Barneblad: Building Bryggen

A monthly feature to share with kids and grandkids

Brought to you by Lori Ann Reinhall

Photo: Lori Ann Reinhall
Each year, Pepperkakebyen in Bergen is a beloved holiday season destination for the city’s families and tourists alike.

Welcome to Gingerbread Town!

As the holiday season approaches, there is much talk about gingerbread. In many cities around the country, plans are being drawn up for Christmas gingerbread towns, and baking is already underway.

But did you know that the biggest gingerbread town in the world is in Bergen, Norway? It’s called Pepperkakebyen, “The Gingerbread City,” and each year, the people of Bergen recreate many buildings from their beautiful city to the delight of children, parents, and visitors from all over Norway and around the world.

Somehow, it is not surprising that the world’s biggest gingerbread city would be found in Bergen, a city that looks like it came out of a fairy tale. One of the most picturesque places is Bryggen, the Old German Wharf. Its charming colorful houses inspired the creators of Disney’s Frozen—and with this project, you will be inspired, too!

The good news for boys and girls is that building a gingerbread house does not necessarily need to be so complicated—in fact, in one afternoon, it’s possible to create your own version of Bryggen right at home. It’s so much fun and becomes the perfect holiday decoration to bring delight to your family and friends.

Believe or not, the secret to building Bryggen is something that you find right here in America: good old-fashioned graham crackers!  

Photo: Lisa Roberts / Flickr
Let your imagination run free as you decorate your Christmas village.

List of ingredients

  1. 1 pkg. graham crackers 
  2. white decorating cookie icing (refrigerate so it will better hold things together)
  3. colored candy-coated chocolates
  4. mini candy canes
  5. mini marshmallows
  6. chocolate bars
  7. gumdrops
  8. sprinkles
  9. powdered sugar
  10. other candies of your choice

Equipment

  1. cutting board
  2. serrated knife (please ask an adult
    to supervise)

CONSTRUCTION
Photos: Tiffany Harvey / Flickr

CONSTRUCTION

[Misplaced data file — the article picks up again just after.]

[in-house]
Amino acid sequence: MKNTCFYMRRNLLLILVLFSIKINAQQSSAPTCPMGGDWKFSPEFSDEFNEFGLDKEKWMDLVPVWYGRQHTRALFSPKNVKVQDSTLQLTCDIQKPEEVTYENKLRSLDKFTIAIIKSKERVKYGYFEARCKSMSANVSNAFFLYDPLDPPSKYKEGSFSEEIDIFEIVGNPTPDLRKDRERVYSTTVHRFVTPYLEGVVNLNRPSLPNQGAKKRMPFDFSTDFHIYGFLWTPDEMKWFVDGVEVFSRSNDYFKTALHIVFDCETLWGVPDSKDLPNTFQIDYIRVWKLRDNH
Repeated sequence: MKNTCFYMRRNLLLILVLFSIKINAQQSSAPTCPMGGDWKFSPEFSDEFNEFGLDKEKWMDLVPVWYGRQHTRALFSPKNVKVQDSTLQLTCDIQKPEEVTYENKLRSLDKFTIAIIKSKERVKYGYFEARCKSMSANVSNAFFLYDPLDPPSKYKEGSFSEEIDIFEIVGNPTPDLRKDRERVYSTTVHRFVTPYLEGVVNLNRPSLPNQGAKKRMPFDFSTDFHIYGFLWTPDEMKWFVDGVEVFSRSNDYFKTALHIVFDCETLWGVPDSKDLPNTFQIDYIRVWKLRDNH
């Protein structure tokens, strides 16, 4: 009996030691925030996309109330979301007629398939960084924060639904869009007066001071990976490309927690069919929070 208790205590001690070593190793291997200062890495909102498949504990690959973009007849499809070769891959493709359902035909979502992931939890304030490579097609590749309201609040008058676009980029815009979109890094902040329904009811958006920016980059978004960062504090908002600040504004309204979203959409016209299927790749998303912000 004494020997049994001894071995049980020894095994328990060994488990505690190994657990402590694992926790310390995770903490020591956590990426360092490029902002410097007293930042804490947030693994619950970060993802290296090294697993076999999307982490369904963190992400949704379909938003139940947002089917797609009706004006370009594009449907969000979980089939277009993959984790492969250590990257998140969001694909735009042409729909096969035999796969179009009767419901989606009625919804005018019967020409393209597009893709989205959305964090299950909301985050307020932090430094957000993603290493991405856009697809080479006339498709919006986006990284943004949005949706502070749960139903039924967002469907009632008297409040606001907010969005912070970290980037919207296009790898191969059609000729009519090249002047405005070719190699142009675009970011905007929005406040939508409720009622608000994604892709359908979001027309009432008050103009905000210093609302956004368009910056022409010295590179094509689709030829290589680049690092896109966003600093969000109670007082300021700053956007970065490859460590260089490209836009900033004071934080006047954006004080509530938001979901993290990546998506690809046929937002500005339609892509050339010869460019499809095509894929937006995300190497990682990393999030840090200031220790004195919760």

Photos: Tiffany Harvey / Flickr

Simple steps to build your houses

  1. Place a graham cracker on the cutting board. Line up your knife where you want to cut and nice and smoothly just saw the cracker. Cut from the middle centerline to the top centerline. Do this for two crackers.  Then break two others in the middle and you will be left with two full pieces with points and four half pieces. One piece will be needed for the base.
  2. To assemble the house’s structure, start by frosting the edge of a piece and begin to put things together, piece by piece. Give a bit of time for the icing to harden.
  3. To add the roof, you simply frost the edges of the tops of the walls and roofline, and add two crackers for each side of the roof. Again, let harden.
  4. Repeat the steps to build five houses. 

Decorate your houses

Here you will need your icing to attach everything. Here are some ideas:

  • Have fun adding windows and doors with squares and rectangles of your chocolate bars.  
  • Decorate the roof with colorful red and green candy-coated chocolates or mini marshmallows
  • Add welcoming candy cane posts. 
  • Simply use icing to create interesting designs on the roofs. 
  • Sprinkle the roofs with snowy powdered sugar. 

And remember, it doesn’t have to be perfect. If something breaks, with these simple ingredients, you can easily build a replacement house or repair something along the way.

Welcome to Gingerbread Town!

You can arrange your five houses on a graham cracker base or on a decorative tray. Sprinkle with snowy white powder sugar. Welcome to Bryggen and a happy holiday season!

This article originally appeared in the Oct. 23, 2020, issue of The Norwegian American. To subscribe, visit SUBSCRIBE or call us at (206) 784-4617.

Lori Ann Reinhall

Lori Ann Reinhall

Lori Ann Reinhall, editor-in-chief of The Norwegian American, is a multilingual journalist and cultural ambassador based in Seattle. She is the president of the Seattle-Bergen Sister City Association, and she serves on the boards of several Nordic organizations.

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